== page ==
White River’s funding falls 3.5% | AspenTimes.com

White River’s funding falls 3.5%

When you are clipping along on your mountain bike on a favorite trail this spring and come across deadfall, don’t hold your breath waiting for a trail crew to clear it.

The U.S. Forest Service is trying to do more with less this year. Although more visitors are cycling, hiking, camping and driving in the White River National Forest, Congress has allocated fewer funds.

The budget for the entire forest fell 3.5 percent from $17.1 million in fiscal 2001 to $16.5 million this fiscal year, which started in October.

Flat and even slightly declining budget numbers are nothing new for public lands managers in the Forest Service. It’s a trend that has developed for at least the past decade.

“What’s going on in the White River is nothing unique,” said Steve Sherwood, deputy forest supervisor for the White River National Forest, which includes the Aspen Ranger District and Sopris Ranger District in Carbondale.

“I think we’ve held our own, but that’s as good as I would put it.”

One societal factor has heavily influenced the Forest Service’s budget. Any major decision such as logging or road closures is a lawsuit waiting to happen in our litigious society. Environmentalists often adopt a strategy of suing to stop an activity like logging. Off-road enthusiasts sue to keep a route open.

That requires the Forest Service to do extensive studies under the National Environmental Policy Act, or NEPA. Studies require experts. Experts require pay. That pay sucks funds from other portions of the budget.

The forest’s top officials have tried to deal with the shortage of funds in different ways. Former supervisor Sonny LaSalle reduced staff in the supervisor’s office to try to get more funds to the seven ranger districts.

Even so, dollars got stretched thin in the sprawling White River National Forest. It covers 2.3 million acres from Summit County to the hills above Parachute; from Pearl Pass down south to northeast of Meeker. In Pitkin County alone, the forest covers nearly 491,000 acres.

That strategy left the ranks thin for some vital services. For example, the supervisor’s office had one staff member to oversee the concessionaires as well as the 150 outfitters and guides.

Current supervisor Martha Ketelle is trying to fill some staff positions regarded as vital without pulling too much funding from the field.

Still, Sherwood doesn’t believe funding will allow the districts to do as good of a job as the Forest Service would like in providing high-quality information and assistance to visitors.

“This forest has the potential to be the national showcase,” Sherwood said.

Instead, he assessed the funding and staffing issue by concluding, “For the most part, we have enough to just keep running. Because of where we are, we can provide world-class recreation opportunities to people, but we could do so much more than what we’re doing.”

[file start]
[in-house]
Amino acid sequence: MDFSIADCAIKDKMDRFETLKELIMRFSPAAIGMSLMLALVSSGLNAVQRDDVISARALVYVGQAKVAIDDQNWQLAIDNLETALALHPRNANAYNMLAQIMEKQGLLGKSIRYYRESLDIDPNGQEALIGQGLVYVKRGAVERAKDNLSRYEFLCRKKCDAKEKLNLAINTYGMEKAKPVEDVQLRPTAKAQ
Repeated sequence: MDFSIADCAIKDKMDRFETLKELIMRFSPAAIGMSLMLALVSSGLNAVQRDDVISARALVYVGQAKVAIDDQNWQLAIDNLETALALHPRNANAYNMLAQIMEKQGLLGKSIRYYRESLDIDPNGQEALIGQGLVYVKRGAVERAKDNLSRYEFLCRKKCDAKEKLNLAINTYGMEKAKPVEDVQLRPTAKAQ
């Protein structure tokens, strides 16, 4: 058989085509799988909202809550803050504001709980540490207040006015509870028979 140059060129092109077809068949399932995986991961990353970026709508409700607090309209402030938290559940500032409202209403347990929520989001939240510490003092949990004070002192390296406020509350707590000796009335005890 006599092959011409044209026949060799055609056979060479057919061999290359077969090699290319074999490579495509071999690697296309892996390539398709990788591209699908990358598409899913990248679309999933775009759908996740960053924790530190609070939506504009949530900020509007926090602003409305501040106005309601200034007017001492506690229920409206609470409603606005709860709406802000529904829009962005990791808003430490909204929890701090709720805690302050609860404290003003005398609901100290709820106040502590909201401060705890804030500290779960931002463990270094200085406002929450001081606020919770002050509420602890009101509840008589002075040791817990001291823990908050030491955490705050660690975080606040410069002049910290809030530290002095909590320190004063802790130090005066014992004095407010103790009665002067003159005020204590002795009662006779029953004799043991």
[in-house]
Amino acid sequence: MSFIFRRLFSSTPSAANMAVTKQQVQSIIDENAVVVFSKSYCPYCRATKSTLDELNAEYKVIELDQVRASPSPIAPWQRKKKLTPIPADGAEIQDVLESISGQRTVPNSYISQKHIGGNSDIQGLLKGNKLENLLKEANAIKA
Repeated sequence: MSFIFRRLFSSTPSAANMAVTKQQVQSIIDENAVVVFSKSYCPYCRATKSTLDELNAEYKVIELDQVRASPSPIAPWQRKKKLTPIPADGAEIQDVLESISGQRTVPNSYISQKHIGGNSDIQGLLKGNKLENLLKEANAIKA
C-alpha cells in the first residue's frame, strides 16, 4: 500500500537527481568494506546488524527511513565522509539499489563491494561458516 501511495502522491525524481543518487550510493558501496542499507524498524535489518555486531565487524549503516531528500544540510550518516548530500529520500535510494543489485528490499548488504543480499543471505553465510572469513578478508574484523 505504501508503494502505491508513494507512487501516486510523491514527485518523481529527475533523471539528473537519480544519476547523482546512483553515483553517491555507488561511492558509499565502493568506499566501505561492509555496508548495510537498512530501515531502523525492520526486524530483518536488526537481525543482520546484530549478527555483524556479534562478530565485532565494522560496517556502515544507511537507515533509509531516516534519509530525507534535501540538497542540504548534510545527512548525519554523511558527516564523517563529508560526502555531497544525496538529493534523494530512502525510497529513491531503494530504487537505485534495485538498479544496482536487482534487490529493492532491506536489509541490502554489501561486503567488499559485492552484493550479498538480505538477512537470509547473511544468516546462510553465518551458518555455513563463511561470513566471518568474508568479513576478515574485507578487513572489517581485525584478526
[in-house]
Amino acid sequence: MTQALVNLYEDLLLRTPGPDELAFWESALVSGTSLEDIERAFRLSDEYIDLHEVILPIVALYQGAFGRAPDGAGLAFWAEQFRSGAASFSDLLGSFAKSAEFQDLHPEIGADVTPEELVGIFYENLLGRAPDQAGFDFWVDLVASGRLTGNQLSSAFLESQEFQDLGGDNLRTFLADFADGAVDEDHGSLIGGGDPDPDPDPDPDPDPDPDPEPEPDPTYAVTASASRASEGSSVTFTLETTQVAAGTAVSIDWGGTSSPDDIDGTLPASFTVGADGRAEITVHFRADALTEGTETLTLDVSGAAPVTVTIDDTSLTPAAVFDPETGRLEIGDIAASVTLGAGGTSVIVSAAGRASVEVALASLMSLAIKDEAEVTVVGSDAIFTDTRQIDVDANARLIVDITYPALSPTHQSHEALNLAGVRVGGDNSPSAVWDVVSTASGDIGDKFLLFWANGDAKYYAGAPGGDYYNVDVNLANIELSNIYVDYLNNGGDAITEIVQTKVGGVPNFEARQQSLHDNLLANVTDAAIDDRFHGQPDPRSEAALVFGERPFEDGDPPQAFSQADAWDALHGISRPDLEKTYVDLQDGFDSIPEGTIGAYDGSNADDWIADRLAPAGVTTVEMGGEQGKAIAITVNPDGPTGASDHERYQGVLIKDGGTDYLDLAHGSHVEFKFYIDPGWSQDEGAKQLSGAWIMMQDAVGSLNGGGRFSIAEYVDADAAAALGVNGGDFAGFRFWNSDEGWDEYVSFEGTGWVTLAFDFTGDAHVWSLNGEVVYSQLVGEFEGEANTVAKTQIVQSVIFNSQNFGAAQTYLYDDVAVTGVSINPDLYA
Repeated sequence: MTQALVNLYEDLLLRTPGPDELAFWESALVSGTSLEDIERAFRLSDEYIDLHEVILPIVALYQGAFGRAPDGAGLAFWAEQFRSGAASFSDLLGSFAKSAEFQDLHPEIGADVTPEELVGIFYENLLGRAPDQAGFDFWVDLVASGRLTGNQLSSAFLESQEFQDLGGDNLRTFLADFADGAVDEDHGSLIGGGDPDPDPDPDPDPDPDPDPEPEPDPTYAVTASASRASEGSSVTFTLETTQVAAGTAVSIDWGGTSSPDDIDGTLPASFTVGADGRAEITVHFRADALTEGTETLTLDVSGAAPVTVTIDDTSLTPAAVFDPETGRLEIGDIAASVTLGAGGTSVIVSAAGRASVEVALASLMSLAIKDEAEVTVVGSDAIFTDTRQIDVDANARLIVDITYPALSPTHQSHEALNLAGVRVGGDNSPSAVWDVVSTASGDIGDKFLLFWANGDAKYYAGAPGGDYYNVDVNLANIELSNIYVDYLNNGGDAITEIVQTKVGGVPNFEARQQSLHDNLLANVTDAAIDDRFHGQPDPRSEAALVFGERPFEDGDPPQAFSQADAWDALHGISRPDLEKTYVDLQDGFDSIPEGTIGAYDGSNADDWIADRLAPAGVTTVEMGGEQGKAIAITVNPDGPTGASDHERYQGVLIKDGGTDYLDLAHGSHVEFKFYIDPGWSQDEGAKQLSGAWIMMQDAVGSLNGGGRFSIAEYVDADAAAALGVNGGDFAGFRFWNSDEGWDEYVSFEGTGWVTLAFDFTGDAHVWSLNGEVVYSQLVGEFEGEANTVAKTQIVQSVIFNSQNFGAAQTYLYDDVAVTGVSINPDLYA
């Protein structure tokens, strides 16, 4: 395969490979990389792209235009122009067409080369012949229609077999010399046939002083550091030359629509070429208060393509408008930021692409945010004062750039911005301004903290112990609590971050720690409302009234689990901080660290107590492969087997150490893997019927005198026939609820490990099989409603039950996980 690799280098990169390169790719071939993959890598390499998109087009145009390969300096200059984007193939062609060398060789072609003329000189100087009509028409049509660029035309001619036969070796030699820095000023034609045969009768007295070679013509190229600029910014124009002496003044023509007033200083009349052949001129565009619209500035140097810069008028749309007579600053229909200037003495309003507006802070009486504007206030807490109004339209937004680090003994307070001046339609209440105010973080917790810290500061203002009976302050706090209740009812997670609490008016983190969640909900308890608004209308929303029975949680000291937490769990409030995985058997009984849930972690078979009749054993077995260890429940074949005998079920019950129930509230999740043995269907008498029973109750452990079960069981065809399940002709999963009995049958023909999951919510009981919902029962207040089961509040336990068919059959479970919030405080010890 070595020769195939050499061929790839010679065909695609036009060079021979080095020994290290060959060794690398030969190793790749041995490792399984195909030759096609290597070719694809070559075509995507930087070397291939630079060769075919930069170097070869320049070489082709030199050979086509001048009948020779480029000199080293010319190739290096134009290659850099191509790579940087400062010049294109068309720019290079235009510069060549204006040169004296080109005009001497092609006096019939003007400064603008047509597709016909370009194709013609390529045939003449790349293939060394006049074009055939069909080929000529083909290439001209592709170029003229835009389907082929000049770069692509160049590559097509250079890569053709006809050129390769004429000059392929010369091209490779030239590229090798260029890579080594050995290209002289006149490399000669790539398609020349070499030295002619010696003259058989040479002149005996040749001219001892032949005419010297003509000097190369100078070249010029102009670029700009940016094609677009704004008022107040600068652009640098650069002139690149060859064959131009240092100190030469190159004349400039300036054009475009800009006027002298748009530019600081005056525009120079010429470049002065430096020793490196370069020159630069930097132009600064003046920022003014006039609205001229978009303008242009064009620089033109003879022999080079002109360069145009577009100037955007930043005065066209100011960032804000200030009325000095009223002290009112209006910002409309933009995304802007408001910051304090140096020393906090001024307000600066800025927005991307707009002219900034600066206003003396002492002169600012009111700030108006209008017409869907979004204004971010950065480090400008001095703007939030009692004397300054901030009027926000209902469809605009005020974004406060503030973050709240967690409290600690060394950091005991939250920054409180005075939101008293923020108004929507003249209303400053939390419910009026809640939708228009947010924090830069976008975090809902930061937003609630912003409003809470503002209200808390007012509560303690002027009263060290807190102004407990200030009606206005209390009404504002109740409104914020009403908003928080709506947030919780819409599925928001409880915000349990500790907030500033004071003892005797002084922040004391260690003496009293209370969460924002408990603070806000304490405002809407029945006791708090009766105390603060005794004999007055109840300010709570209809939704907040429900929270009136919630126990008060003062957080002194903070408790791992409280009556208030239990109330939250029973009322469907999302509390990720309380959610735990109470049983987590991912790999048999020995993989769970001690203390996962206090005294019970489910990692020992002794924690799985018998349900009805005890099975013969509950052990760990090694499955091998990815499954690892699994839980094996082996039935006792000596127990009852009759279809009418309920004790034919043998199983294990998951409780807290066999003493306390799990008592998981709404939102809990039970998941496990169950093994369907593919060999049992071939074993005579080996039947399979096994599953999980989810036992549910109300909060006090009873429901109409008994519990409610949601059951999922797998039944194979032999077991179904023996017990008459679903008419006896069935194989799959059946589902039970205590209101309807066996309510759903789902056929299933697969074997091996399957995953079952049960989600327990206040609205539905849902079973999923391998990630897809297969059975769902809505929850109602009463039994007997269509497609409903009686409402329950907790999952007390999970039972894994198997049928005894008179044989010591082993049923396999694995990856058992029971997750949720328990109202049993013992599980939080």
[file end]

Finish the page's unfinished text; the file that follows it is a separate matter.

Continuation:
Aspen is a good case study on the effects of Forest Service funding. Aspen District Ranger Jim Upchurch stressed that he will make do with the funds available and that he isn’t complaining. However, his district has difficulty filling positions because the pay scale doesn’t allow for Aspen’s high cost of living.

Three permanent staffers were lost last year, and another is retiring in June. The district is operating without a snow ranger, who monitors ski area and backcountry activities; a resource specialist, who plays a vital role in review of applications; and a front office worker, the front line of public contact. Assistant district ranger Jim Stark “is doing about four jobs” to make up for the shortfall, according to Upchurch.

“The challenge is once those people leave to have enough [funding] to replace them,” he said. “The pay scale is the same if you live here or in Idaho, where it costs $60,000 to buy a house.”

There isn’t enough funding, so Upchurch and Sopris District Ranger Bill Westbrook have compensated by sharing employees. Some watchdogs would say that’s just good government in action because it promotes savings. But a case can also be made that splitting time of vital employees, such as a wildlife biologist, diminishes the level of service.

The Aspen ranger district makes due in other ways. Congress has approved demonstration projects that allow the agency to charge a fee to visit the most spectacular areas of national forests, such as Maroon Lake.

The Aspen Ranger District raised about $126,000 through fees there last year. The funds must be used for projects in that vicinity. They aren’t turned back over to the federal treasury.

The fee demonstration project will allow the Aspen district to hire six workers for the Maroon Lake area this summer.

Trail work is also dependent on outside help. The nonprofit Colorado Fourteeners Initiative is soliciting volunteers for a rehabilitation project on the approach to Capitol Peak this summer. The trail work is in conjunction with the Forest Service.

A local group called the Roaring Fork Outdoor Volunteers harnesses volunteer labor annually to help with high-priority trail work in national forests and other lands.

Upchurch, Westbrook and Sherwood all acknowledged that the Forest Service’s own trail work will be limited due to funding. For the entire White River National Forest, $542,000 is allocated to trails, down 12 percent from $616,000 last year.

The Aspen and Sopris district alone have 500 miles of trails. There are a lot of trees along those trails and, inevitably, a lot of blown down trees. So if you’re out on the trails a lot, it might be best to take a saw. It will be awhile before a trail crew covers all those miles.

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